My Body Is My Own
I am fully aware that over the last 12 months, family members and other people I consider to be friends have criticized and made fun of me for being what they consider too cautious in my attempts to avoid COVID-19. Until recently, there were no vaccines, and there was no concrete way of preventing the spread of the airborne virus. And even today, the vaccines are not yet available to everyone who wants one. All we can do is try our best to keep to socially distant, wear a mask, wash our hands, and be mindful of the air circulation wherever we are. While I acknowledge that one can do nothing without risk, I have done my best to mitigate the levels of exposure to this virus.
Since the pandemic began, I have missed out on social functions, impromptu meet-ups, and spending time with people about whom I care deeply. It has perplexed them that I, known as a "social butterfly," have seemingly retreated into a cocoon. Despite their criticism, I have reveled in this newfound solitude. This time with myself has allowed for revelation, reflection, and rebellion. And frankly, I have enjoyed it.
This time of reflection has made me think more about the temple that is my body. More than any other time in my life, I know and embrace that my body is my own, and I must protect it. I grew up poor, Black, and gay in a world that was not kind to people with any of those attributes.
Throughout 2020, I was reminded almost daily that unfortunately, not much has changed. The news was a constant reminder of the senseless murder and death of black bodies. African Americans were more likely to be infected with, hospitalized by, and die from COVID-19.
I also was forced to reckon with the repeated murders of innocent Black people at the hands of law enforcement, such as Rayshard Brooks, George Floyd, Daniel Prude, and Breonna Taylor. These senseless murders sparked protests worldwide. The killing of Ahmaud Arbery reminded me that my body could be hunted, like an animal. Taken together, these things made me feel as though I was not often safe in my body.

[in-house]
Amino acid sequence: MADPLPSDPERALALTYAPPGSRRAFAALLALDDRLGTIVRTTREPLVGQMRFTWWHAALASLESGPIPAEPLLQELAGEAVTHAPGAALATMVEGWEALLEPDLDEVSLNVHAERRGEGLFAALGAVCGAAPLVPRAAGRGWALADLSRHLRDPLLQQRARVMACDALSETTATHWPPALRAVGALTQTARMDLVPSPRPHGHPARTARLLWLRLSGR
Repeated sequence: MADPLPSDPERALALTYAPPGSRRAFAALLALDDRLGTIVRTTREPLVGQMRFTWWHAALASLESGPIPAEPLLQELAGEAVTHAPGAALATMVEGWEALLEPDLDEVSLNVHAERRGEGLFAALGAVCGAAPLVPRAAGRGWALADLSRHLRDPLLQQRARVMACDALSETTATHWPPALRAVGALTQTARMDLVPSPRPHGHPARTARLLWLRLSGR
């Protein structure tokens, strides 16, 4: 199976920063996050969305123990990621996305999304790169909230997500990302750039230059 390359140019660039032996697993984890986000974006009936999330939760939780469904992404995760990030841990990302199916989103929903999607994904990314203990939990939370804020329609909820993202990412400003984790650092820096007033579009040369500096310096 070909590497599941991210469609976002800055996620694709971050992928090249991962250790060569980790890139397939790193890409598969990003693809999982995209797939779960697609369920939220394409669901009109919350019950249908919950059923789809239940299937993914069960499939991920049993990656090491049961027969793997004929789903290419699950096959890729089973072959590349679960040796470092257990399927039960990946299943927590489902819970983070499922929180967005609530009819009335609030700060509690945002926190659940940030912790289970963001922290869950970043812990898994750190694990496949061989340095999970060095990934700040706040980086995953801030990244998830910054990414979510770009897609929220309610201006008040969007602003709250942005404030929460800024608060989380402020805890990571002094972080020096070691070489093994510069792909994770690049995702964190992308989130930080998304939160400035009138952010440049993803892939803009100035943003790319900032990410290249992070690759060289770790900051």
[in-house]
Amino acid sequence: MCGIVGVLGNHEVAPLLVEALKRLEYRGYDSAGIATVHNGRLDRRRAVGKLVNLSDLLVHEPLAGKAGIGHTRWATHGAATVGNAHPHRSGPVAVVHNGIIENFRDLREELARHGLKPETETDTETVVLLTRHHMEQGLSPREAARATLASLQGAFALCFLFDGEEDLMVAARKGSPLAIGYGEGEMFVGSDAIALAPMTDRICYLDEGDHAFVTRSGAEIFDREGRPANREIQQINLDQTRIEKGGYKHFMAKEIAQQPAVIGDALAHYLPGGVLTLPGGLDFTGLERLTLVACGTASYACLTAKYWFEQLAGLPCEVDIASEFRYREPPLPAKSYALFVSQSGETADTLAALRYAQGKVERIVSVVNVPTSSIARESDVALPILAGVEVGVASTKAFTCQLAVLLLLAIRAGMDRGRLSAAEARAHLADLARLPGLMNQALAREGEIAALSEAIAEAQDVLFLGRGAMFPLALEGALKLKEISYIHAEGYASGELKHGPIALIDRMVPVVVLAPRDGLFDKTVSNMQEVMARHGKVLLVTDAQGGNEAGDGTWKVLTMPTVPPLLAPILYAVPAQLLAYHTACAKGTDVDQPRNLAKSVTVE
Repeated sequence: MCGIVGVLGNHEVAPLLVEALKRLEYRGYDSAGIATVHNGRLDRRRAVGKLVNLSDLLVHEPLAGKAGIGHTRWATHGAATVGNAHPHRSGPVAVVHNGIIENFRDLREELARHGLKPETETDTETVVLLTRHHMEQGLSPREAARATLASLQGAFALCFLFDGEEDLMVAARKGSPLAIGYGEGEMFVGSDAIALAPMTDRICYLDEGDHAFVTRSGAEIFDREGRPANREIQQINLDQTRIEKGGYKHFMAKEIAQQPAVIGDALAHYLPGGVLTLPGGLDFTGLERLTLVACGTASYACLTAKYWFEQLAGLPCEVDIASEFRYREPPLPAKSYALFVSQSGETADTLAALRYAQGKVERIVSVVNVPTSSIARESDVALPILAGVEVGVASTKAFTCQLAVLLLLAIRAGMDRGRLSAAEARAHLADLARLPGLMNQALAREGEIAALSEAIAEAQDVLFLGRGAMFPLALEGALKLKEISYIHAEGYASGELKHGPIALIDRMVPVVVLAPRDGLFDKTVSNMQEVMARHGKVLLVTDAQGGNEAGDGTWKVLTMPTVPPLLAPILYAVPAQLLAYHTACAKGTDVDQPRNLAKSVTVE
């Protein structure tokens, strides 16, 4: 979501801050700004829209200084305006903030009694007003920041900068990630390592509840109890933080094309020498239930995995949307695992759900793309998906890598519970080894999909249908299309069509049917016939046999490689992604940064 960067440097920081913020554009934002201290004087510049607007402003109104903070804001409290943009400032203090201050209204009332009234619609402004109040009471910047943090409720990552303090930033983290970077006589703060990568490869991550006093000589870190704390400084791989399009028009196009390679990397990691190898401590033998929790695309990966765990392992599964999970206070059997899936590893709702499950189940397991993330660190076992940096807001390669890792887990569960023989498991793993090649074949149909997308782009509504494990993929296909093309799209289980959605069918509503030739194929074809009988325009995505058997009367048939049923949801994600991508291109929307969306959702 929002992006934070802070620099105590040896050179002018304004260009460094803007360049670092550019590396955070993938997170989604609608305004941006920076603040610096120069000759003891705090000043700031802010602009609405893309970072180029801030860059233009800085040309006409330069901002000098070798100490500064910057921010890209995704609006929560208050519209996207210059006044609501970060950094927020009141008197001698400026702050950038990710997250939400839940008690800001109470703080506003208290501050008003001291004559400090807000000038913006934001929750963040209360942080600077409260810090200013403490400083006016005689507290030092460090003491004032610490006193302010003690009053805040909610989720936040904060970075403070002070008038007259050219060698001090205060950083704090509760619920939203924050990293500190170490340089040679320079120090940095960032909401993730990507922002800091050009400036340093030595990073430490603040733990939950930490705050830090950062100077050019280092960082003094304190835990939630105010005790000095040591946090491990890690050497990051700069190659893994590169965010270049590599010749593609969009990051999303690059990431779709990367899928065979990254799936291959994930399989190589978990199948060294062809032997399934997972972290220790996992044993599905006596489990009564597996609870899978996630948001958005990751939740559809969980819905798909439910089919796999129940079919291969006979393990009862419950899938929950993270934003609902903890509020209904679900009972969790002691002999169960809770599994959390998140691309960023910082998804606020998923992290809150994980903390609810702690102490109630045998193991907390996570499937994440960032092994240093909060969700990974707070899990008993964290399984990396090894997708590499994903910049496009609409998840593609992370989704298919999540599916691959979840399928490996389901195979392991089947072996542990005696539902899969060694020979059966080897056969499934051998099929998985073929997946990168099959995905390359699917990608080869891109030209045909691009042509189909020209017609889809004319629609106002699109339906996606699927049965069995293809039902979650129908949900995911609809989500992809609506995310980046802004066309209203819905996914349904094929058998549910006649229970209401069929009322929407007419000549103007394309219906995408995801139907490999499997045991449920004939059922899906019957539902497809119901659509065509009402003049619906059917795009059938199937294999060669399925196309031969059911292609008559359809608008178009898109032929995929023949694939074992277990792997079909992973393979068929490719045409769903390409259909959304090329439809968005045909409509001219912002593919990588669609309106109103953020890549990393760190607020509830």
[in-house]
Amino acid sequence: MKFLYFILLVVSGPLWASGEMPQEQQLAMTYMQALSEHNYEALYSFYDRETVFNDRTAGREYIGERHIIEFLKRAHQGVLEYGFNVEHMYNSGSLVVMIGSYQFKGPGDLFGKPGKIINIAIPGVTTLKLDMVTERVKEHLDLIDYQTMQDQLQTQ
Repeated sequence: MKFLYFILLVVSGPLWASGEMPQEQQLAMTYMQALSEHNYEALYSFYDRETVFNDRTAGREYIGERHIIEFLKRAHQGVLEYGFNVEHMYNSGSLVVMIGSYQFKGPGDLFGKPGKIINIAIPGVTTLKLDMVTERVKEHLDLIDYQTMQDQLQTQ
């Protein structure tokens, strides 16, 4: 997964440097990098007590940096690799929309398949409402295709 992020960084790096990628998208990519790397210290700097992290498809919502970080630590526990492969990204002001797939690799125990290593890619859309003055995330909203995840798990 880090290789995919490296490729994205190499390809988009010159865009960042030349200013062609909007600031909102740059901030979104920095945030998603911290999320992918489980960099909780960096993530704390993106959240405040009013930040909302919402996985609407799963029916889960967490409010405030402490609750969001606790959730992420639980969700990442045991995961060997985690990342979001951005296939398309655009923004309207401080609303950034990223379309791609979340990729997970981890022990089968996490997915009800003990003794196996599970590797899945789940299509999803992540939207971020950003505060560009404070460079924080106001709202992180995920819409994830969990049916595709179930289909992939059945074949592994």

On January 6, 2021, I watched footage of the US Capitol insurrection. I was horrified by this blatant attack on our democracy, aware of the damage to the building and the sense of security of people who worked there and the rest of the nation. Furthermore, I was shaken by the recognition of how much more deadly the outcome would have been if the majority of those who participated had not been white. Protesters with Black bodies would have been treated differently; they had been treated differently by law enforcement just months before during Back Lives Matter protests.
The last 12 months have given me the time and space to reflect more deeply on my body and how it shows up, moves through the world, and with whom, when, and how I share it. I must love it, live in it, live with it, and be its protector.
Audre Lorde once said, "Caring for myself is not self-indulgence, it is self-preservation, and that is an act of political warfare." Taking care of myself, nurturing and protecting my body, mind, and spirit as I see fit are rebellious acts within social, political, and economic systems and structures that were not designed for me.
So yes, I have been in my cocoon for the last 12 months. But I do not apologize for creating boundaries to protect myself (and you). I feel no sense of shame or guilt for not providing anyone access to my body. In my cocoon, I have developed a more liberated sense of self. With my liberation comes my better understanding of myself and body, and respect for yours, too.
We each get to make our own decisions about our bodies. When people ask how I am doing, I respond that I am whole and well by my own definitions. I wish the same for everyone. Embrace your body. Make decisions for yourself that are in your best interest. Decide what it means for you to be whole and well for you, and then pursue that.
Clarence J. Fluker is a public affairs and social impact strategist. Since 2008, he's also been a contributing writer for Swerv, a lifestyle periodical celebrating African American LGBTQ culture and community. Follow him on Twitter: @CJFluker, or Instagram: Mr_CJFluker.